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Mar 26 2013

Around the Bay 2013 – Race Report

Another year, another Around the Bay Road Race, but this time without IT band issues, without any significant upcoming races, and completely fresh.

This winter, there was more muscle and strength training, intervals on the bike trainer instead of speedwork, a lot more cross-country skiing, but a lot less running mileage. I was curious to know what, if any, effect this would have.

Race Start

This year, race organisers implemented a strict corral seeding policy. Participants first had to request corral placement from the director, with proof of previous results. Then on race day, security guards were placed everywhere to ensure no one could sneak into the corrals. I had to show my bib to no fewer than half dozen guards before arriving at the start pen.

I think that worked well. Most runners were running at similar paces from the start, and I didn’t need to move around any slow moving walls at any point.

Km 1 to 10

Somewhere in HamiltonDespite sub-zero temperatures at the start, I warmed up quickly – wearing shorts was the right decision.

I was hoping to hang around the 2h30m pacer, but due to the crowds all round, the rabbit was elusive. I could see the rabbit ears occasionally, then finally I lost him somewhere near the second water station.

From the on, I checked my own pace often to keep it the 4:50/km range, and planned to keep it until the rolling hills then take off from there.

Km 11 to 18

At the halfway mark was the lift bridge, where I saw barefeet runners tiptoe across the unforgiving road surface last year.

At some point after that, my buddy James caught up to me. He had to start from the back because he did not have corral placement. I let him set the pace while I stayed behind and kept him in sight.

Km 19 to 25

While the first 18km or so were somewhat boring (I caught myself daydreaming a few times, letting my pace drop…), the last 1/3 of the Around the Bay course has lots to keep me focussed.

James and I played a fun game of cat and mouse here. He was faster going downhill, and I was usually able to catch him on the next uphill. All this while both of us gradually moved ahead of people around.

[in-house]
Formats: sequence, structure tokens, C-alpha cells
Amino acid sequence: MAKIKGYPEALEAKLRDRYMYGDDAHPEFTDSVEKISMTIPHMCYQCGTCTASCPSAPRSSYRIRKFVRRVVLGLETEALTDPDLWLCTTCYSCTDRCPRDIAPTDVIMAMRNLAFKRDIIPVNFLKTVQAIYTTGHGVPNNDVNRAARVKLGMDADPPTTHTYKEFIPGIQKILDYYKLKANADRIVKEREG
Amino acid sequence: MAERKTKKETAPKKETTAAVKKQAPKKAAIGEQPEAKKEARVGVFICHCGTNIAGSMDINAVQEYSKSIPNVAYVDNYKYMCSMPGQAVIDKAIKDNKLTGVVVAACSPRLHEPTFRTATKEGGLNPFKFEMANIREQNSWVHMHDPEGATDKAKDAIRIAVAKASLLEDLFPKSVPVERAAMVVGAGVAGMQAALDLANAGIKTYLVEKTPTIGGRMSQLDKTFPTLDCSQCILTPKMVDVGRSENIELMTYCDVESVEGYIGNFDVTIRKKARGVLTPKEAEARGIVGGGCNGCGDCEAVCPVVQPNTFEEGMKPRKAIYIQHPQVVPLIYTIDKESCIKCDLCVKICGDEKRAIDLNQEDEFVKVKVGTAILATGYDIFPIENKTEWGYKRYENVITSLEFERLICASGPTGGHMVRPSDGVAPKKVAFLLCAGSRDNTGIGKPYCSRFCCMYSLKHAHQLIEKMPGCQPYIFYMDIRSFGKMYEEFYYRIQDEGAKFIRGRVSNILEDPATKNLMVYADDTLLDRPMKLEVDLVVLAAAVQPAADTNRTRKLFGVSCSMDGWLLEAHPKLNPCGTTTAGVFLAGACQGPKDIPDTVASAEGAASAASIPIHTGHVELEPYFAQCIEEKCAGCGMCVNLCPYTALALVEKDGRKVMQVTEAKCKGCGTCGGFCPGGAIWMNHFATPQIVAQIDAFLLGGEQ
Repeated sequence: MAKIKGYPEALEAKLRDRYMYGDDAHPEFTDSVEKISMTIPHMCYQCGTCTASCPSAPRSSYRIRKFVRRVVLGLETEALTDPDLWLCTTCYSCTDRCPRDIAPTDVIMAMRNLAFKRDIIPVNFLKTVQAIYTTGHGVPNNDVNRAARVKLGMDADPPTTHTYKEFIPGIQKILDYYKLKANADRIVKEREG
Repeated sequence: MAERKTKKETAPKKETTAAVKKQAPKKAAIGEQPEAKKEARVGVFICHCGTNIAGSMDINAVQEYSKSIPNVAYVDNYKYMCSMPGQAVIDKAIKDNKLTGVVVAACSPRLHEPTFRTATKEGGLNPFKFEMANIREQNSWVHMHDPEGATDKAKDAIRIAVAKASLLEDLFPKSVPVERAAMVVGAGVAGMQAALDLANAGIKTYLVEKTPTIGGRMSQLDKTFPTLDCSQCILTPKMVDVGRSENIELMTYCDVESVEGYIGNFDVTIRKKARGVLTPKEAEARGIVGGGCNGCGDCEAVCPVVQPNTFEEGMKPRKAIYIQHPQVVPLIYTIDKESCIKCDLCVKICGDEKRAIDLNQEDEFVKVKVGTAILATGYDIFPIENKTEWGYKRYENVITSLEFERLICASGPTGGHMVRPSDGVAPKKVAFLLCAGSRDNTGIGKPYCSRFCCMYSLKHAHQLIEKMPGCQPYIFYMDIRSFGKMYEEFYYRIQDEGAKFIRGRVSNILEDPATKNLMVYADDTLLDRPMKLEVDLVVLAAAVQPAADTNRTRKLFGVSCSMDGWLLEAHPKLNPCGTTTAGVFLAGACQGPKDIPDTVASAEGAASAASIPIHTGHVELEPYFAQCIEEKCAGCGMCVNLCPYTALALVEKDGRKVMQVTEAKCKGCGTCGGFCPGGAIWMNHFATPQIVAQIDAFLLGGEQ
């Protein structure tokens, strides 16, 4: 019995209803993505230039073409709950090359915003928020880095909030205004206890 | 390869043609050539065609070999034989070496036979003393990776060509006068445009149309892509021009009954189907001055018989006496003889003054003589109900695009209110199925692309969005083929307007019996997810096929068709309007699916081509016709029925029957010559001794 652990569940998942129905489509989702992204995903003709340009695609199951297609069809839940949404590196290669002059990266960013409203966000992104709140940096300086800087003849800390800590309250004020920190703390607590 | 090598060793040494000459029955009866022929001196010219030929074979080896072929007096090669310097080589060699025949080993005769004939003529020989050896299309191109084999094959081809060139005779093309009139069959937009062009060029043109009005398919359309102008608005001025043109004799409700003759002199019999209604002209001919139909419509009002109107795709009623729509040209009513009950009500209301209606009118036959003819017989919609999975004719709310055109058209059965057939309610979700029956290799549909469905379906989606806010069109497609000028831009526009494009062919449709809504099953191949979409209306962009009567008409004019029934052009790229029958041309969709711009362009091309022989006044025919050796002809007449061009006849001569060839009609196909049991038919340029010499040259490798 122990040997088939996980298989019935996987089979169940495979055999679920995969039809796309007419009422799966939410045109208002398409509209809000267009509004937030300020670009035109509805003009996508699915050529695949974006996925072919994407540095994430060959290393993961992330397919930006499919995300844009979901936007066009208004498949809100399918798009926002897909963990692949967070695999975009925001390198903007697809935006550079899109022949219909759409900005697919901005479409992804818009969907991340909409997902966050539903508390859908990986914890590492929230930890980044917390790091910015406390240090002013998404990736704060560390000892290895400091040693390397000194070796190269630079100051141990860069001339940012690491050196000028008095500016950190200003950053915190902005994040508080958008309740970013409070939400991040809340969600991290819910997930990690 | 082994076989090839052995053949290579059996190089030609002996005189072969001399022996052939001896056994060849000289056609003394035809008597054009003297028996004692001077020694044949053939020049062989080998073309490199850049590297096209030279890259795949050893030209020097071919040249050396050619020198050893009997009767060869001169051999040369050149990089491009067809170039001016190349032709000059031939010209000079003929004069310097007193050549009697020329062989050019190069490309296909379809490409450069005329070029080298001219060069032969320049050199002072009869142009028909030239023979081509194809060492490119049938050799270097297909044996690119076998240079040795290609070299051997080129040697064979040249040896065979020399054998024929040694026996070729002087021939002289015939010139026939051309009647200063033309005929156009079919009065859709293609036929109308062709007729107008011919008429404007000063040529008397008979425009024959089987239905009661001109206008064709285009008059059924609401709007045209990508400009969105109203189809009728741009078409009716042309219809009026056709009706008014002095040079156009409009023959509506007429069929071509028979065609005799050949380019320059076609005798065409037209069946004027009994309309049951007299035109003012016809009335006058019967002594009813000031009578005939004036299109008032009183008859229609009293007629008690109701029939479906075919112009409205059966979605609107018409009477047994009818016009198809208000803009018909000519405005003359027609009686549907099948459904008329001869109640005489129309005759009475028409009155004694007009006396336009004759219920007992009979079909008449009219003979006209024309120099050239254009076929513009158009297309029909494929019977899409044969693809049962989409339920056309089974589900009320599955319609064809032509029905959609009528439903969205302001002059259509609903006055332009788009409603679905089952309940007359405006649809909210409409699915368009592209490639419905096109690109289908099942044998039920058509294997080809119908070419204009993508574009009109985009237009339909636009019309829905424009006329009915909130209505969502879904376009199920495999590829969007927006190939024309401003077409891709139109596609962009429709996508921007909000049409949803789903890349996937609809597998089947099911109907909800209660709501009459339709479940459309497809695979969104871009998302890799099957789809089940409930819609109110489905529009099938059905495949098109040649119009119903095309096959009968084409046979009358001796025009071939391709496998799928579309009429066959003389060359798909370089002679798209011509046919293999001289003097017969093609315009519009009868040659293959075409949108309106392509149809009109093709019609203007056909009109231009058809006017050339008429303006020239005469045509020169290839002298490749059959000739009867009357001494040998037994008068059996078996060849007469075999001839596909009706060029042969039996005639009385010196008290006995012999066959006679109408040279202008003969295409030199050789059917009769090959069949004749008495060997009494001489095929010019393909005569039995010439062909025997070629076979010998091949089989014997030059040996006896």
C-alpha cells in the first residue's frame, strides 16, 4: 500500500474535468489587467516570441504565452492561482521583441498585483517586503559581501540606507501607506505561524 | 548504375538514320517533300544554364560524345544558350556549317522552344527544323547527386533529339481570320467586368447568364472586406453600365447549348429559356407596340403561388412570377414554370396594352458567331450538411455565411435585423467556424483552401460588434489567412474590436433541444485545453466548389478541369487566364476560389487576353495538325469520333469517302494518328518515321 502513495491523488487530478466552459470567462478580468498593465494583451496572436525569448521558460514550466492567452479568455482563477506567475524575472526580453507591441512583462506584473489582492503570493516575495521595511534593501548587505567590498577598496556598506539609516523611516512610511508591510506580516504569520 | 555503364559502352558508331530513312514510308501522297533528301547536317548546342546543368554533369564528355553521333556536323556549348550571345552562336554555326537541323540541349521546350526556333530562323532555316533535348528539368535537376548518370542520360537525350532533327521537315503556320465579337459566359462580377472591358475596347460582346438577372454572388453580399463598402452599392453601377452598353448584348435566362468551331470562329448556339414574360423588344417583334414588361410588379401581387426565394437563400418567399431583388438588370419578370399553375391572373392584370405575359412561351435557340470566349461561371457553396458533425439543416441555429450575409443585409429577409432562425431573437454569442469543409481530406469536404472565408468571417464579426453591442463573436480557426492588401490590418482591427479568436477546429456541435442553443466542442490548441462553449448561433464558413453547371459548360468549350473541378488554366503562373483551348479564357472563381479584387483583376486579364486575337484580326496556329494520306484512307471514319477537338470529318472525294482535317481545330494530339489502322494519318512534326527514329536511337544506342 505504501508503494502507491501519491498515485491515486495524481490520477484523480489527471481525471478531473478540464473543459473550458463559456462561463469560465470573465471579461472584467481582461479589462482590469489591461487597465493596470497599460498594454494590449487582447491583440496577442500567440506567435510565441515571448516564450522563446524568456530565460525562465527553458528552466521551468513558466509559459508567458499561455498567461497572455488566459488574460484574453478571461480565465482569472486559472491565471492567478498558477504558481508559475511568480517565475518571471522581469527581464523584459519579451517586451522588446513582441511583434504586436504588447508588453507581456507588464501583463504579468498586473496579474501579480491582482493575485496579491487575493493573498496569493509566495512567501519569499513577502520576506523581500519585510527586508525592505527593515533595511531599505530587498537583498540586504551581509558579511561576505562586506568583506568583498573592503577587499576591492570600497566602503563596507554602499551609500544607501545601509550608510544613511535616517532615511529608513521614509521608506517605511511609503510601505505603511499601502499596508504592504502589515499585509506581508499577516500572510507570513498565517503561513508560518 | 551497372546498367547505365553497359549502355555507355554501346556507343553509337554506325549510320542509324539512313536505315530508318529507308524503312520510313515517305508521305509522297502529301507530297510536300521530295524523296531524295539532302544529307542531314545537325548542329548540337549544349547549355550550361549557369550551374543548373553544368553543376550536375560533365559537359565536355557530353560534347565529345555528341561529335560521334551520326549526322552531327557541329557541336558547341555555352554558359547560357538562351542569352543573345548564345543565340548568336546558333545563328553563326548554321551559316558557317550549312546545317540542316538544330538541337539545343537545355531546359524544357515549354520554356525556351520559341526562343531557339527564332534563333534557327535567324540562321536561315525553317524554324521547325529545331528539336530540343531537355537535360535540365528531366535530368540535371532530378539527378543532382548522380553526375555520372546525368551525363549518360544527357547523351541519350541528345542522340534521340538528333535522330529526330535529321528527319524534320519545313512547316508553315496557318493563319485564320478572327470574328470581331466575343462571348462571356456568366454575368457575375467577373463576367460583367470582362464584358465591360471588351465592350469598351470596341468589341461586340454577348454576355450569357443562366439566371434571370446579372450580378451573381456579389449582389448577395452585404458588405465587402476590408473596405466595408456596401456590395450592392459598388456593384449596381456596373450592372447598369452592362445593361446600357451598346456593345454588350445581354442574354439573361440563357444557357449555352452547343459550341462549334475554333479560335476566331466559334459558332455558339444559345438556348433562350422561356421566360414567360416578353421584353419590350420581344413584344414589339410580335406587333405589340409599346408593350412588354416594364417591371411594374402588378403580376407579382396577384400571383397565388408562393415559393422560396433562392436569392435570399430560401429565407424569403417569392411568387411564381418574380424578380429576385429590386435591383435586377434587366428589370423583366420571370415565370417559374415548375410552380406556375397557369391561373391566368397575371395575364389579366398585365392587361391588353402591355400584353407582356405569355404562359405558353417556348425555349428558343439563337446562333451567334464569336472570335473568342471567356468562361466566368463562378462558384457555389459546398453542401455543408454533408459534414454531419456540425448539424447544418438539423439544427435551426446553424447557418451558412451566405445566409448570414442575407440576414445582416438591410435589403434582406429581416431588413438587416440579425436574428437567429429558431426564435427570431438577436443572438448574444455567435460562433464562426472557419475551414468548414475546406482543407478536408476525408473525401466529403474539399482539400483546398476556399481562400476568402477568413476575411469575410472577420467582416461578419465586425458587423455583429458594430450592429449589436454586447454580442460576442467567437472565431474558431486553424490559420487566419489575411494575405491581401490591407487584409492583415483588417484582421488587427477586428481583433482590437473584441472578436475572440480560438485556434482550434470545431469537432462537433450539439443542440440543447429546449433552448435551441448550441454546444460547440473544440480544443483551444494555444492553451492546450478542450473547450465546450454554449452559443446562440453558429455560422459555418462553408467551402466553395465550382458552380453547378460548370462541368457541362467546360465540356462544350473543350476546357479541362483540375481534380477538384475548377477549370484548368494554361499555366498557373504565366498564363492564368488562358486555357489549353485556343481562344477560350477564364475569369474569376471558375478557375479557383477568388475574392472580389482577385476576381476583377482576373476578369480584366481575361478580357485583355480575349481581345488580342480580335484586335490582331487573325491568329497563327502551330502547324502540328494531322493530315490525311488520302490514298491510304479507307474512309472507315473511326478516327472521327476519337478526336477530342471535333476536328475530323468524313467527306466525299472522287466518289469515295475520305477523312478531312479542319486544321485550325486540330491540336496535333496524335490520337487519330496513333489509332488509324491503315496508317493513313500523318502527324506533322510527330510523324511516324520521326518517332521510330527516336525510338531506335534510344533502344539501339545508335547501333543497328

On Valley Inn RoadLater he mentioned his strategy was to speed up going downhill to take advantage of gravity. For me, Hamilton Road2Hope marathon was still on my mind, so I didn’t want to go full out on the downhills and fatiguing my legs early.

Thank you to the people handing out bananas at the bottom of the last rolling hill! That stuff is like rocket fuel. Someone should make a banana belt so I can carry some during my runs.

At around 25km, in front of Easterbrooks Hotdogs, friends from my Running Room club who didn’t race were there to cheer for everyone, no doubt having a footlong or two. Thanks for the support!

Km 26

Valley Inn Road. Been there, done that 😛
It’s really not a big deal if one realises that the steepest part on the last curve is no more than 50m or so, and one will get lots of time to recover at the top.

Going around the girl wearing a lifejacket and into Copps ColiseumI punched over the top, opening a gap with James and didn’t allow him to bridge up.

Km 27 to 29

I found this section the toughest mentally. The route was on a wide open York Boulevard, completely exposed on both sides while crossing a bridge, with no finish in sight and only the Grim Reaper was there to keep things interesting.

Km 30

Any matches I had remaining was burned up with the sprint to finish. Final time was 2h26mins.

Epilogue

Apparently the photographer was right in front of meMy performance statistics showed I was running almost completely even pace throughout the entire race, even though I thought I was pushing harder in the latter stages. Perhaps a bit of fatigue and lactic acid builup made me think I was worker harder.

Heart rate was stable, except for increases during the long gradual climb from Lasalle Park, punching through the top of Valley Inn Road, and picking up in the last km. I was happy it did not take long to recover after each of those instances.

This was the first time I raced with a footpod. As it turned out, my average foot cadence was in the low-80 steps per minute per foot, quite a bit lower than the good runners.

I want to try working on bringing up the cadence, which would mean shorter strides and landing further back, something that should improve efficiency.

5 comments

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  1. Robin

    Fantastic result Henry. Great job. You ran even paces but increased effort on those hills I’m sure. Well done. I find that stretch of road between 27 and 30 for me, quite taxing. Especially the last 2. Nicely done. Heading back to Mississauga this year?

    1. Henry Lo

      Not officially confirmed, but I’ll be pacing Goodlife Toronto Marathon, either 4 hrs or 4:15, for a friend running his first marathon.

  2. Paul Radcliffe

    Way to go Henry! I guess you missed the train!

  3. Lyndsey

    Great race and recap Henry! I love the photos, you look strong!!

  4. Nadiya @ Milk and Honey on the Run

    Awesome blog :) Haha Mississauga 10K was also the first official adult race I’ve done which was a year ago. Hoping to do a triathlon in Toronto this summer and I’m loving all the biking info on your site 😀

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